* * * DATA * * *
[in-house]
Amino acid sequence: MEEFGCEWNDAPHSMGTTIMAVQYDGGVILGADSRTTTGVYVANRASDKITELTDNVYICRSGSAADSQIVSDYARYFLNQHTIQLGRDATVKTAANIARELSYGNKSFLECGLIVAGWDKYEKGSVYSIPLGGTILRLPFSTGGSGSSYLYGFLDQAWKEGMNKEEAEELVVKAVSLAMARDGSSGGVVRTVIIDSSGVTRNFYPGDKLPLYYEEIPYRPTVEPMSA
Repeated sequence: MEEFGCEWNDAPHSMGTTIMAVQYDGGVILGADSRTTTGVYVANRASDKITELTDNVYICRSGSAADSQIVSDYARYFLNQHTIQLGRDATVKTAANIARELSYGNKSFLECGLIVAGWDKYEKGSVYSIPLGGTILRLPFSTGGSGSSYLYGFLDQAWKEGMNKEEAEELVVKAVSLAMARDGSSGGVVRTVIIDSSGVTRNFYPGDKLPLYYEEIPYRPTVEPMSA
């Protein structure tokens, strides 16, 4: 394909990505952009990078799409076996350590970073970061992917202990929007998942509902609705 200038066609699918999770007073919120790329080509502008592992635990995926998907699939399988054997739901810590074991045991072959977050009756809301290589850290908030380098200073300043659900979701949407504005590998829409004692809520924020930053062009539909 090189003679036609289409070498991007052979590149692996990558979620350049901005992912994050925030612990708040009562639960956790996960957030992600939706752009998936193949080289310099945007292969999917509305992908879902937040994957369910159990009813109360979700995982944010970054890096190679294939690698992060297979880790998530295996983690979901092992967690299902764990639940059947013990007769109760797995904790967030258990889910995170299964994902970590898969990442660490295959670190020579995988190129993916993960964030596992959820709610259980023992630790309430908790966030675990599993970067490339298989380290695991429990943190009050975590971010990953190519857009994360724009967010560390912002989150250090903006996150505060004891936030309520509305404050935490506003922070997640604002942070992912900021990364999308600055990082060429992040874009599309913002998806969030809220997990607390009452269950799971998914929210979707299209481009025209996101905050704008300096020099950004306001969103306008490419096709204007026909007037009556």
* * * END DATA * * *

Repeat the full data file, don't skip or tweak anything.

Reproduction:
[in-house]
Amino acid sequence: MEEFGCEWNDAPHSMGTTIMAVQYDGGVILGADSRTTTGVYVANRASDKITELTDNVYICRSGSAADSQIVSDYARYFLNQHTIQLGRDATVKTAANIARELSYGNKSFLECGLIVAGWDKYEKGSVYSIPLGGTILRLPFSTGGSGSSYLYGFLDQAWKEGMNKEEAEELVVKAVSLAMARDGSSGGVVRTVIIDSSGVTRNFYPGDKLPLYYEEIPYRPTVEPMSA
Repeated sequence: MEEFGCEWNDAPHSMGTTIMAVQYDGGVILGADSRTTTGVYVANRASDKITELTDNVYICRSGSAADSQIVSDYARYFLNQHTIQLGRDATVKTAANIARELSYGNKSFLECGLIVAGWDKYEKGSVYSIPLGGTILRLPFSTGGSGSSYLYGFLDQAWKEGMNKEEAEELVVKAVSLAMARDGSSGGVVRTVIIDSSGVTRNFYPGDKLPLYYEEIPYRPTVEPMSA
């Protein structure tokens, strides 16, 4: 394909990505952009990078799409076996350590970073970061992917202990929007998942509902609705 200038066609699918999770007073919120790329080509502008592992635990995926998907699939399988054997739901810590074991045991072959977050009756809301290589850290908030380098200073300043659900979701949407504005590998829409004692809520924020930053062009539909 090189003679036609289409070498991007052979590149692996990558979620350049901005992912994050925030612990708040009562639960956790996960957030992600939706752009998936193949080289310099945007292969999917509305992908879902937040994957369910159990009813109360979700995982944010970054890096190679294939690698992060297979880790998530295996983690979901092992967690299902764990639940059947013990007769109760797995904790967030258990889910995170299964994902970590898969990442660490295959670190020579995988190129993916993960964030596992959820709610259980023992630790309430908790966030675990599993970067490339298989380290695991429990943190009050975590971010990953190519857009994360724009967010560390912002989150250090903006996150505060004891936030309520509305404050935490506003922070997640604002942070992912900021990364999308600055990082060429992040874009599309913002998806969030809220997990607390009452269950799971998914929210979707299209481009025209996101905050704008300096020099950004306001969103306008490419096709204007026909007037009556």